- f. It is also a good idea to have some real books (not electronic), board games, craft items, etc. to help keep children and you busy. These can go a long way to making memories also.
- 2. Things to do:
- a. Try to keep the gas tank in your vehicle above ½. I try to trick myself into thinking that at ½ I need to fill up. It does not always work, but you never know when you may have to go, so you want gas in case gas stations are closed.
- b. Try to keep a few dollars tucked away in case of an emergency. Most of our power outages do not happen on a pay week. So have a little emergency fund that does not depend on an ATM machine (which may be down).
- c. Have your local electric company’s phone number in your cell phone. When the power goes off or if there are downed lines that you know of, you will want to call the power company immediately. You do not need to be searching around for their phone number, just keep it in your phone or planner.
- d. Try to keep your cellphones charged at all times. If the power does go out, limit the usage as to maintain power for emergency calls. I also keep a charger in the car; you can always take the phone out there and do a mini-charge in your car. If you are going to sit in the car (with the heater on), be sure to always crack the windows and have fresh air come in so that you do not get sick or die from the exhaust fumes.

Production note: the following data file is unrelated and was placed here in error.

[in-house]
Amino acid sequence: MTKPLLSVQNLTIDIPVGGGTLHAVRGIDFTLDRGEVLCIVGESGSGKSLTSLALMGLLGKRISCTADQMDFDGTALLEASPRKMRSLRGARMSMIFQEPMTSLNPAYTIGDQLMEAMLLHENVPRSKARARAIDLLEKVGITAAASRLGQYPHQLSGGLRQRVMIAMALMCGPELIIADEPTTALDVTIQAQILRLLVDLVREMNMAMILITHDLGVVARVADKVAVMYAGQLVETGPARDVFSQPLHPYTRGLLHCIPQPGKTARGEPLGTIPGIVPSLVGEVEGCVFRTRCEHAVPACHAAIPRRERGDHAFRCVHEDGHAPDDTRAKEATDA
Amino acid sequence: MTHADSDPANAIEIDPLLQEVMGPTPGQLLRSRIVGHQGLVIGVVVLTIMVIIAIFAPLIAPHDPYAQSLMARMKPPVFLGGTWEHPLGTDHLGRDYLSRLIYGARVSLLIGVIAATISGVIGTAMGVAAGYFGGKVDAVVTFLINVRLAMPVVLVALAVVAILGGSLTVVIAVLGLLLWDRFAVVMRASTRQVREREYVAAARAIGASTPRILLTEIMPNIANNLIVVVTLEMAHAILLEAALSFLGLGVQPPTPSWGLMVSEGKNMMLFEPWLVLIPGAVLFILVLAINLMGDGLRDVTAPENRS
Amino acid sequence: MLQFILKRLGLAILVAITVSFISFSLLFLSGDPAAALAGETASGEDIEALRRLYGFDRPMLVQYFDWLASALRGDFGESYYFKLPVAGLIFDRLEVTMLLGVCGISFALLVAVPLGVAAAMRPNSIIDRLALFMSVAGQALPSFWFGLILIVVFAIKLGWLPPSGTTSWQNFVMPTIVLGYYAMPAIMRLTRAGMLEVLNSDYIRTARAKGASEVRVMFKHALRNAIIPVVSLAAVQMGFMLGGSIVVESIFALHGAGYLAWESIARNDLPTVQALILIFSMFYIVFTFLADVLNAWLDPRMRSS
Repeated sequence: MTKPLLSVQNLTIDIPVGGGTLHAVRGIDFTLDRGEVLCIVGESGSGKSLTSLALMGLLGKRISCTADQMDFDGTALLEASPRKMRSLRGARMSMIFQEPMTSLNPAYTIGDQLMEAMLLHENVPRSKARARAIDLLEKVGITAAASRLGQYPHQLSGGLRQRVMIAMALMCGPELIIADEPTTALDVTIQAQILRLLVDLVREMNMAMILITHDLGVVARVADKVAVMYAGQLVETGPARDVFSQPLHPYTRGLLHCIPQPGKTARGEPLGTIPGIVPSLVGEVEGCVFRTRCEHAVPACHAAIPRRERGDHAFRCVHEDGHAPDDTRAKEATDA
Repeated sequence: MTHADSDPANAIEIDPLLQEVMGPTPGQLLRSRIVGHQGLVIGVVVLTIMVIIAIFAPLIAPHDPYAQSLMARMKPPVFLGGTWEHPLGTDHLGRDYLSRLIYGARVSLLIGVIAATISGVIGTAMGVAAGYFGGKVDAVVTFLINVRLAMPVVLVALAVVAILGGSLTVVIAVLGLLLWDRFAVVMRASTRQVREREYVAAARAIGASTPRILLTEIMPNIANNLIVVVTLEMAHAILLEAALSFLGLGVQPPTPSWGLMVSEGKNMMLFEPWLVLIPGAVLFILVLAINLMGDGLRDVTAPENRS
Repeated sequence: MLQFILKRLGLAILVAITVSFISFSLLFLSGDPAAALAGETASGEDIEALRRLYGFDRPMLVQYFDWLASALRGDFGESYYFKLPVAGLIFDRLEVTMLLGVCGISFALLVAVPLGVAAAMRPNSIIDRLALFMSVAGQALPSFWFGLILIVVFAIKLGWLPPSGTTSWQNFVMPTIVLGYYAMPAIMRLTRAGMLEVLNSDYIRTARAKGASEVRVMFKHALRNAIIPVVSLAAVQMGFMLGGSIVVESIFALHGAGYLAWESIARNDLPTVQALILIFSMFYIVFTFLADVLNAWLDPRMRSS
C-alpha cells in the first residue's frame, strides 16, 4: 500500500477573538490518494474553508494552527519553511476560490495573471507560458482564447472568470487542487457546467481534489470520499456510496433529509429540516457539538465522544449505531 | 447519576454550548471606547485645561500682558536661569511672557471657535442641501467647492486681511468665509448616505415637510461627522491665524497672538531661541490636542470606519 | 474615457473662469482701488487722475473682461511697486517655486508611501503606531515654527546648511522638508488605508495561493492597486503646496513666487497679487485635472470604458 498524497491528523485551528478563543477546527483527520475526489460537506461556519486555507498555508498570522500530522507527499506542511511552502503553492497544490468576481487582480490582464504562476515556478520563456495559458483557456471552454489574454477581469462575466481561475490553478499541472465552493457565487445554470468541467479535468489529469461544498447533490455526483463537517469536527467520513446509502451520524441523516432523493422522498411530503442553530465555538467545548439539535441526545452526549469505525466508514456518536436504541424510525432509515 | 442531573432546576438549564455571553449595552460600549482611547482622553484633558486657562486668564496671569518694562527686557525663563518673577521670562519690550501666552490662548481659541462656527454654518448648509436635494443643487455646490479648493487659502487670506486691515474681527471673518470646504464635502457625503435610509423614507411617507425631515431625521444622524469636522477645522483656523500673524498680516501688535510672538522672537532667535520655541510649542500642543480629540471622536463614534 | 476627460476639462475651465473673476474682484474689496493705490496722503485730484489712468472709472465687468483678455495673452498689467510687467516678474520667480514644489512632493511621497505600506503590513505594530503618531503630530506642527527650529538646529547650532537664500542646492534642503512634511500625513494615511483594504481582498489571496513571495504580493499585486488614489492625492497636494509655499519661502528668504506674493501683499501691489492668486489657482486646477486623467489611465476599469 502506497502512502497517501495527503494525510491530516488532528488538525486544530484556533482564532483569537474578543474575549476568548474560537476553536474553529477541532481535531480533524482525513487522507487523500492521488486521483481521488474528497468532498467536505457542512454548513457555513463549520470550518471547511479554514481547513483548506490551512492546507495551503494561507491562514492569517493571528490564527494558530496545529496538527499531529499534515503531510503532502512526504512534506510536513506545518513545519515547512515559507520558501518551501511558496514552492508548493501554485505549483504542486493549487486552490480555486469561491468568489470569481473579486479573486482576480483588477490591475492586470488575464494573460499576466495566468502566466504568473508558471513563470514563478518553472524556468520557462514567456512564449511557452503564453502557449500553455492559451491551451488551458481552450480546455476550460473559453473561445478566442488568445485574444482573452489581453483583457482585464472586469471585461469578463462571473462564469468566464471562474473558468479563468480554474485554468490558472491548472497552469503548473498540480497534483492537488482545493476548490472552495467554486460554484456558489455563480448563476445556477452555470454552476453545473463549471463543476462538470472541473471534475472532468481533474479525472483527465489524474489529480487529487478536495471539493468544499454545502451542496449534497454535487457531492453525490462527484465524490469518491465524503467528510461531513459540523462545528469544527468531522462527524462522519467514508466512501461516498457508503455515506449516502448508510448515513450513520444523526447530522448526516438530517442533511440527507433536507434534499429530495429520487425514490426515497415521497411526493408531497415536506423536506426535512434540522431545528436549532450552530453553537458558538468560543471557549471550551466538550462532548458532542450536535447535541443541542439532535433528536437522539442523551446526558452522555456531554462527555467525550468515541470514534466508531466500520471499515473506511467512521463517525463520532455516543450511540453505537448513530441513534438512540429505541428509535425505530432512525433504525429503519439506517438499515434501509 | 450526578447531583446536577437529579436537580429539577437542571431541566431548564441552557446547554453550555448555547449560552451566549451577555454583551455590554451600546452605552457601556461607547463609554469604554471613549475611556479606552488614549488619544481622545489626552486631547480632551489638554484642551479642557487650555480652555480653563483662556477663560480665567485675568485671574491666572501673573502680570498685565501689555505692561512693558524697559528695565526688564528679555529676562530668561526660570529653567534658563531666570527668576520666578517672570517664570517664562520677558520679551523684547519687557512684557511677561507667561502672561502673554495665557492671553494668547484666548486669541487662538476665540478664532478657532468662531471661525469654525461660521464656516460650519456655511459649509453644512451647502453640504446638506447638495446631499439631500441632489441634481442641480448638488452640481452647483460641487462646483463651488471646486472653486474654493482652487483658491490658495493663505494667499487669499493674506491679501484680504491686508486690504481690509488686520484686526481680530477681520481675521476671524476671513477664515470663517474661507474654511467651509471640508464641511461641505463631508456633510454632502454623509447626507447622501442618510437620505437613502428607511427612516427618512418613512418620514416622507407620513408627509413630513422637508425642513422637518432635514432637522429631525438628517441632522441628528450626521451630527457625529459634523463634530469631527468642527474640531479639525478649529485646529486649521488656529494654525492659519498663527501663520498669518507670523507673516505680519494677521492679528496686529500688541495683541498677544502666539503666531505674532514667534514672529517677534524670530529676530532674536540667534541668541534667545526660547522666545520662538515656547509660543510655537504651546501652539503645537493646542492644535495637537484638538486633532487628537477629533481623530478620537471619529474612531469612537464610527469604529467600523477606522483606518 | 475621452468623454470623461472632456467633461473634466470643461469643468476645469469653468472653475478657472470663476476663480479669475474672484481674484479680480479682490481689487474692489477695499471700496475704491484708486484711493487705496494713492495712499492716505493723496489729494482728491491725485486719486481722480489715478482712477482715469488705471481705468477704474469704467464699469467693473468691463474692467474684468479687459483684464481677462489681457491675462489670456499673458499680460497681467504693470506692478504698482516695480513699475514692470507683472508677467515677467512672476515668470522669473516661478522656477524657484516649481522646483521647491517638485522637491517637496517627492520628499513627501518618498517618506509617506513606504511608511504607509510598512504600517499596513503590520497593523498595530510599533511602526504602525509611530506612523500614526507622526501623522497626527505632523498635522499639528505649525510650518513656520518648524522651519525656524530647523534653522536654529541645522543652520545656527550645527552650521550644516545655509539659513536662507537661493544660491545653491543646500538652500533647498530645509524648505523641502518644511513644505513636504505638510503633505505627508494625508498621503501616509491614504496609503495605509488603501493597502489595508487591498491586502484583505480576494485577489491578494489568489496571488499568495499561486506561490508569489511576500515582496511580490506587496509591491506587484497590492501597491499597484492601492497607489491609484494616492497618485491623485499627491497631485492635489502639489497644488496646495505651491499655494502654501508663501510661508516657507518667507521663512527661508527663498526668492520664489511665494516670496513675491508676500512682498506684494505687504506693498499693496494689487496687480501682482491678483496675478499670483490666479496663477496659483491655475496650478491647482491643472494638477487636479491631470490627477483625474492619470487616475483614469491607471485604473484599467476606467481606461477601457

- e. I keep my store of blankets and warm clothes washed and ready to go. Being prepared helps elevate all kinds of stress.
- f. Have a plan. Sit down with your family and come up with a plan. If you are separated during a storm, come up with a plan on how to deal with that. There are a lot of useful websites that can help you detail a plan and they also can provide useful information about basic survival. Please just think ahead.
Other things to consider are: heat sources (can you burn wood or do you only have blankets?), making sure pipes do not freeze (again, I leave that to someone who knows more than me), and can you flush toilets (a plan needs to be in place for this).
As I stated before this is not a definitive guide, but it should help you start to think about what you would do in an emergency situation. Another thing to remember is if you have small children, people with special needs or pets, their needs are to be assessed also. I do not have those situations, so I am clueless as to what supplies you would need.
I try not to freak out during these times and keeping a cool head helps when things go wrong. It also helps keep everyone else calm. In times of power outages, it is imperative to be prepared, have a plan and communicate with the rest of your family. Please use sources on the Internet to help you make a comprehensive plan – one I hope you never need, but will have peace of mind knowing it exists. Good luck and stay warm and safe!!!